Editor's Pick of New Releases, June 2010
Forgive the slightly belated arrival of this blog. You know how it is. I wish I could say I had Glastonbury as an excuse, but the truth is I didn't attend (ten years since my last visit, now - I'm overdue a return). I was able to follow the festival through the BBC though - and there's still plenty of Glasto content available across these music pages, so do have a rummage. The truth of the matter is that I have simply been too deafened by the World Cup's vuvuzela onslaught to properly assess what my favourite new albums of June were. That, and I've been absolutely suckered by the HD television coverage, often watching highlights of a game I caught in full only minutes earlier just for those fantastic slow-mo replays. Really, just how brilliant did Dutchman Demy de Zeeuw's boot in the face during the match against Uruguay look in HD? Superb stuff, if not a little grizzly.
But I digress. Here are my picks of June's new album releases. (It's fairly chilled this month, a couple of exceptions aside.)
Ariel Pink's Haunted Graffiti - Before Today
(4AD, released 7 June)
"Every track on this superb album is a winner - and, draped in the quiet glamour, fun and stateliness of bygone radio pop-rock, it offers evidence that Ariel has emerged from his bedroom to exact his revenge on Hollywood's Hills."
Here We Go Magic - Pigeons
(Secretly Canadian, released 7 June)
"Redraw those best music of 2010 lists because Pigeons, the second album from Here We Go Magic, will be alighting somewhere near the top of them. This is the sound of a smart, talented band carving out their own uncommon, enchanting space."
"On Further, The Chemical Brothers show no signs of fatigue, and the absence of any star names matters not a jot. It's better to continuously explode than fade away, or something. Really rather wonderful indeed."
"Virtually a concept album about the loneliness and lovelessness of the successful celebrity, a sort of sequel to Kanye West's 808s and Heartbreak, only more audaciously dolorous because Drake has only just started. Yet it ranks with the year's best."
Washed Out - Life of Leisure
(Mexican Summer, released 14 June)
"Chillwave, dream-pop, glo-fi, whatever - sub-genre classifications count for nothing if the music they describe isn't up to much. Fortunately for Georgia-based solo artist Ernest Weatherly Greene, aka Washed Out, his output is of a refined quality."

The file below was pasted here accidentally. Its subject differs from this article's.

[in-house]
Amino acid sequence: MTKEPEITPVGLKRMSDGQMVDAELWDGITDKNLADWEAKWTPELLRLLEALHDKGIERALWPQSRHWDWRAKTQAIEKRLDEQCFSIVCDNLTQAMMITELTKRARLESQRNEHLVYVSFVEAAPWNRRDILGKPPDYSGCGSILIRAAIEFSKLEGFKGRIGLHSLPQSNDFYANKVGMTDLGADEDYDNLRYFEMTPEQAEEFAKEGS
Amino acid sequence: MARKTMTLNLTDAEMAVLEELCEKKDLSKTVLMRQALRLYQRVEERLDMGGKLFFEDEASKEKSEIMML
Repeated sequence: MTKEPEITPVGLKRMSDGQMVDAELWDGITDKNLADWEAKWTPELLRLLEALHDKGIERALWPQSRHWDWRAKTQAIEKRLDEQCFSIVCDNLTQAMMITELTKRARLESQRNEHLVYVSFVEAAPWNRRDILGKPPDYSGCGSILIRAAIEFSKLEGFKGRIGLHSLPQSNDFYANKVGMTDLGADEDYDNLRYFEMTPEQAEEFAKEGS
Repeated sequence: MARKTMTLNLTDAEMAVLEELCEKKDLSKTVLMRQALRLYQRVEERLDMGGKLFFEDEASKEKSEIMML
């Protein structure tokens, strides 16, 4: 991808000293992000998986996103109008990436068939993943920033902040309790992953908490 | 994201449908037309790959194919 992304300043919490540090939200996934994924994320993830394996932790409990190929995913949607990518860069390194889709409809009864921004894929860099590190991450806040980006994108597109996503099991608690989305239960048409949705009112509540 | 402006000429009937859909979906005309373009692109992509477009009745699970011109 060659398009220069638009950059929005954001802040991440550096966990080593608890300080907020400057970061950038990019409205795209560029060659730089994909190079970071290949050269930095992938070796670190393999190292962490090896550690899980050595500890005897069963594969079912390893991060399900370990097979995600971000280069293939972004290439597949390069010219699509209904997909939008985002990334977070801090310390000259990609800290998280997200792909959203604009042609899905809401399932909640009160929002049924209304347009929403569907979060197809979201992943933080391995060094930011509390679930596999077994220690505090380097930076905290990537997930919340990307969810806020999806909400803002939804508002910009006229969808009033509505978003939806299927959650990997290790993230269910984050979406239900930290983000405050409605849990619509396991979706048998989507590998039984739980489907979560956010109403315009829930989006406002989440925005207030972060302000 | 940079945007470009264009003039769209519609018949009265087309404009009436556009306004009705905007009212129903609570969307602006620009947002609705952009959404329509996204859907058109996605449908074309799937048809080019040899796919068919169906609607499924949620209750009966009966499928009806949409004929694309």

(Okay, this is an EP. But I had to include it for the track below - the best I-want-a-holiday-NOW video of the summer. And the song is beautiful.)
"The great live band has somehow managed to create a record so brilliantly brutal and fizzing with ferocious energy that it feels, from the first track onwards, like you're plonked face-down in grime and battered relentlessly with beer. This is a very good thing."
"Catching a Tiger is a debut that dreams beyond typical new artist parameters. Lissie already sounds like one of the greatest female vocalists of a generation. Give the girl a second and she'll steal your heart; give her another album and she will, quite possibly, become untouchable."
Perfume Genius - Learning
(Turnstile Music, released 21 June)
Recommended by Huw Stephens
"Though deeply melancholic, so sublime are these ten spectral soundtracks to the minutiae of a modern lover's tribulations that their sorrow is translated into something more uplifting than unsettling. Optimism might seem in short supply, but there's light at the end of the tunnel."
Wild Nothing - Gemini
(Captured Tracks, released 28 June)
6 Music Album of the Day 1 July
"A comment akin to 'believe the hype' would suit, if there was much to confirm. There isn't a whole lot out there yet - but what's here is so perfectly formed, albeit with material misery accompanying apologues of love, that it sells itself without the need for attention-grabbing overstatement. (Whoops.)"
The Roots - How I Got Over
(Def Jam, released 28 June)
Recommended by Benji B
"While socially conscious rhymes are the order of the day, it's impossible not to be reminded of Mayfield's Superfly soundtrack. The message is, essentially, 'Times are hard, but let's make things better'. As honest and uplifting statements of intent go, it's hard to fault - just like this album."